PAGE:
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Golden_HVAC

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Posted: 11/19/10 11:25pm Link  |  Print  |  Notify Moderator

Safari Trek

They had some Izusu powered 3.9L Turbodiesels for a couple of years.

Sort of underpowered, for the size of the motorhome. Came in 28' long, front diesel, about 140 HP, only 90" wide so it was a bit tiny, but HUGE compared to the Toyota campers.

I have a friend that tows a A-Liner (link above) with a Dodge and a small V8. He gets decent gas mileage.

But don't be to concerned about the fuel mileage. The most expensive thing for me, when full timing, and driving 5,000 miles one summer with gas hovering at $4 per gallon was insurance. I only used about 1,000 gallons of gasoline to power my car and the minivan I was towing.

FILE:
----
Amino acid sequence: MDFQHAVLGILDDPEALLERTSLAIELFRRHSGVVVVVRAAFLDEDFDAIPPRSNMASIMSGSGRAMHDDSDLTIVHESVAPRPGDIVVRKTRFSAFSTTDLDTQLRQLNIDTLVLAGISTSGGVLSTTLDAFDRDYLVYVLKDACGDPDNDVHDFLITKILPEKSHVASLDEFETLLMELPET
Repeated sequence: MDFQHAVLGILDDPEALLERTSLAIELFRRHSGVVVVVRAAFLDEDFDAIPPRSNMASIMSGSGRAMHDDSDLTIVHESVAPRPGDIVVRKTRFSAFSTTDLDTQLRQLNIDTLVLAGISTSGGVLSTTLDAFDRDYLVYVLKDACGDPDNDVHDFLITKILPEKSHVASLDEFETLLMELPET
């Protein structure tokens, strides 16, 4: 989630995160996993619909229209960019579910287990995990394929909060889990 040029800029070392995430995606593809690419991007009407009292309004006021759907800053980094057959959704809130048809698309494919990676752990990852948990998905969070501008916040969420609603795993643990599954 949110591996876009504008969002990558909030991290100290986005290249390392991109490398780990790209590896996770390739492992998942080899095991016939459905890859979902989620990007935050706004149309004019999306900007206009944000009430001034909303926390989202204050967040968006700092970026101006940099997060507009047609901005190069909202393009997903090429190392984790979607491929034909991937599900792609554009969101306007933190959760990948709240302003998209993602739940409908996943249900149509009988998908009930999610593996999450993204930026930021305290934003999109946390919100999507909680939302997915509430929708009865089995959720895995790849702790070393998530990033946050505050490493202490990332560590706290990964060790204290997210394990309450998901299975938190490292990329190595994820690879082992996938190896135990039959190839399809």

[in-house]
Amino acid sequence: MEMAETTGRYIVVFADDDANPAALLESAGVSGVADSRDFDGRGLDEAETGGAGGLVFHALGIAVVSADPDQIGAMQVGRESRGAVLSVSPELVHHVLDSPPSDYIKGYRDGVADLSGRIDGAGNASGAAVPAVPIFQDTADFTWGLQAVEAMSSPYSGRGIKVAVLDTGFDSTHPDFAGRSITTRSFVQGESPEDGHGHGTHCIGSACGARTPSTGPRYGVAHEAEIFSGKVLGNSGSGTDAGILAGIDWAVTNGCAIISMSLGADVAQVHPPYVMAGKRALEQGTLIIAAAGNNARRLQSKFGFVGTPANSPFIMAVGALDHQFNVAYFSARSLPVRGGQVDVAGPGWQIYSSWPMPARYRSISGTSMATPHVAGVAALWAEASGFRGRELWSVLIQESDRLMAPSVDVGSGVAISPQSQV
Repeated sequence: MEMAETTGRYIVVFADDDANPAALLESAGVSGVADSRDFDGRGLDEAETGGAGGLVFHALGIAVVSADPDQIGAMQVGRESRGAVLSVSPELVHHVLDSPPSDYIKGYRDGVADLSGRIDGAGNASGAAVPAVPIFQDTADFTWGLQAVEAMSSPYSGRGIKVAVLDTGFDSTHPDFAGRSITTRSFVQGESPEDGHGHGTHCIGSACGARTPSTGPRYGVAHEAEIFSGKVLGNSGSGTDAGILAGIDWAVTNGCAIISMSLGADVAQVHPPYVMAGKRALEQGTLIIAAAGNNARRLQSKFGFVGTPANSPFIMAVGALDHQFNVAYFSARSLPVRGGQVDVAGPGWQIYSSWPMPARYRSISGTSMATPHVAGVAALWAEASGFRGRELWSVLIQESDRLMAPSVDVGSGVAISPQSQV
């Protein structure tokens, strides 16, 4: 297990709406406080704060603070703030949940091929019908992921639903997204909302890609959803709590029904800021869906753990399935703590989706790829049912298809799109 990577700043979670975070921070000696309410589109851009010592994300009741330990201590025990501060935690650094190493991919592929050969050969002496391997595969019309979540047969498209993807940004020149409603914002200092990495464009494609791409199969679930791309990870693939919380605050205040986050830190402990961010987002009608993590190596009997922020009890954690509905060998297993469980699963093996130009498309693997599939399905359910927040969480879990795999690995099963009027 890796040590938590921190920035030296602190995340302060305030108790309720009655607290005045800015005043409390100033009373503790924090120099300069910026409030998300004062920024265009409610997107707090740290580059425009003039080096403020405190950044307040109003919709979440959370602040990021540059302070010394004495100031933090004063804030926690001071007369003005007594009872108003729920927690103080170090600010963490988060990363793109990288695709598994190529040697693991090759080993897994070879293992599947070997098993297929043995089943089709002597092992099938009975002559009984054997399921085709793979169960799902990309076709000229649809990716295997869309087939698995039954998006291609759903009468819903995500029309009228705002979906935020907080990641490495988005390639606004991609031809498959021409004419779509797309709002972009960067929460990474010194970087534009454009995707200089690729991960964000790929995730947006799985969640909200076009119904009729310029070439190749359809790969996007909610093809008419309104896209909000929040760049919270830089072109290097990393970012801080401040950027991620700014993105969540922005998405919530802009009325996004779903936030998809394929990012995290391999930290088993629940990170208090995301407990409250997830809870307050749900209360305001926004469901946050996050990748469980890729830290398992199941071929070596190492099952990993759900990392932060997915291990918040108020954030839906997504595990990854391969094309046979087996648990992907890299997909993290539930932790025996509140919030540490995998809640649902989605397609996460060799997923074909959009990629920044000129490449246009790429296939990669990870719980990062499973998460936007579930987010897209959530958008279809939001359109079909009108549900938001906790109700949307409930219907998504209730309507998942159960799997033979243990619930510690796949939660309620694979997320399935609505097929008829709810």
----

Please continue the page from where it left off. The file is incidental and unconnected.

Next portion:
If I had "Gone Small" and only taken the van, I would have needed to pay for about 200 nights in a hotel room, or needed to spend several nights each month in a campground with a smaller RV (and smaller fresh water, black water tanks that need to be filled and emptied more frequently).

With my 30' motorhome, I get about 7 MPG. I can dry camp for about 2 weeks with the 100 gallon fresh water tank, longer if I bring home water while out sightseeing. Then spend one night in a campground, and 2 more weeks someplace that is free.

Grand Canyon National Forest is a favorite of mine. Lots of trees, some open meadows, ect.